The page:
The acquisition may put more pressure on drug makers like Abbott Laboratories (ABT), Johnson & Johnson (JNJ), Pfizer (PFE), and Merck (MRK). With combined revenues of $110 billion between Walgreen and Alliance, the former should gain some leverage in negations with drug makers. These drug makers have been going overseas to emerging markets such as China and India, selling established pharmaceuticals or “branded” generics. Both Abbot and Pfizer are among those companies making more money on older medications – a strong point for companies like Walgreen and Boots that sell generics to price-sensitive consumers. In 2011, Abbot had $5.41 billion in revenues from established pharmaceuticals. Johnson & Johnson, Pfizer, and Merck, did not disclose 2011 revenues from established pharmaceuticals.
Looking at revenue synergies, Walgreen is making a push to become a “health and daily living destination.” They have already made big steps in achieving this by offering flu shots and other basic medical procedures. Alliance Boots has a similar strategy and has services that Walgreen can bring to America, like optical services. Walgreen’s biggest competitor is CVS. CVS has led the way in innovating and expanding their services and seems to always beat its rival to the punch. The acquisition of Alliance may turn the tables, as Walgreen will be able to bring services with proven European success to America.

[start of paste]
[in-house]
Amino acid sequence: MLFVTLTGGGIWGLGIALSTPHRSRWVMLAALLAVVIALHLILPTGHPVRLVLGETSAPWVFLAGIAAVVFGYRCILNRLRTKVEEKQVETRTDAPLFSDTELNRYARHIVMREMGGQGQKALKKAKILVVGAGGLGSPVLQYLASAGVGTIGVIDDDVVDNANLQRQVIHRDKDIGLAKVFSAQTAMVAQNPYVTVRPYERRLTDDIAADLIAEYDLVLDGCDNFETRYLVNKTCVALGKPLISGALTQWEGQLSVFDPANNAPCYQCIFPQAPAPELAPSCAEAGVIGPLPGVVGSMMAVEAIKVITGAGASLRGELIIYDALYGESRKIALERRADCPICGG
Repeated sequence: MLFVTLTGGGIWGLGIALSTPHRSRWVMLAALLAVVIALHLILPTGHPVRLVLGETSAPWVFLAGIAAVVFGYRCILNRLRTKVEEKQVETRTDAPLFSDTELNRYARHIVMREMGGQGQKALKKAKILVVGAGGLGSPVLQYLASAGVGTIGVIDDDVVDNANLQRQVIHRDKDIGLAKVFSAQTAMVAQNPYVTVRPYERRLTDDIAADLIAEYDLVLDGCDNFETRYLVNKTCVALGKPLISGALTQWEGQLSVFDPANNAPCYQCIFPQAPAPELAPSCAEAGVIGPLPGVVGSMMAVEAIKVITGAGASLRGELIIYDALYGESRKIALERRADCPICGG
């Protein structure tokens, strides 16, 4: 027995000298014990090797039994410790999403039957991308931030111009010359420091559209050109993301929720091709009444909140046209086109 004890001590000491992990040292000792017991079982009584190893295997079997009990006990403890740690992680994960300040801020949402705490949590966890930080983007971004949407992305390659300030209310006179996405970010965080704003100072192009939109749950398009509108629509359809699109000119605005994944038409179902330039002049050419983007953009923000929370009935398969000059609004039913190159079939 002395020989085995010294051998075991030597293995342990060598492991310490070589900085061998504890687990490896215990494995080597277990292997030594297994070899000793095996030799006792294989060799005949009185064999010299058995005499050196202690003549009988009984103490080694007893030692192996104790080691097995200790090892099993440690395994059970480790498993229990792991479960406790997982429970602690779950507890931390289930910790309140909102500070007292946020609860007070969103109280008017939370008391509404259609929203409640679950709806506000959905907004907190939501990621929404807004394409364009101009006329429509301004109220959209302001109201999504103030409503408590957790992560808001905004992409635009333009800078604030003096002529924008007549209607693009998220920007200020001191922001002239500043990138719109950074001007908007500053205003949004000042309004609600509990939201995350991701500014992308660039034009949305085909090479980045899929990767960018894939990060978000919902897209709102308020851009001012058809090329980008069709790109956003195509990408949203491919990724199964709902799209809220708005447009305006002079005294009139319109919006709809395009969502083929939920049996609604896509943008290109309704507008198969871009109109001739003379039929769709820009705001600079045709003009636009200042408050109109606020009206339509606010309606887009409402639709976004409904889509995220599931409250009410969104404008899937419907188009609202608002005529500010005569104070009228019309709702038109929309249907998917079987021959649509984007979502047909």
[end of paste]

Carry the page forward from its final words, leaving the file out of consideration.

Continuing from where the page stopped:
Walgreen hasn’t given much detail on the synergies, but whenever two different companies are brought together they bring with them their own mindset and culture (even more so for companies located in different countries). When combining these mindsets, it’s not uncommon for companies to discover unsuspected problems and/or detect unrealized potential. $1 billion in synergies seems pretty steep, but I would hope that executives at Walgreen thought this through before betting the bank on it.
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This article is written by Mike Pate and edited by Jake Mann. Mike has a long position in WAG. The Motley Fool has no positions in the stocks mentioned above. Motley Fool newsletter services recommend McKesson. Try any of our Foolish newsletter services free for 30 days. We Fools may not all hold the same opinions, but we all believe that considering a diverse range of insights makes us better investors. The Motley Fool has a disclosure policy.If you have questions about this post or the Fool’s blog network, click here for information.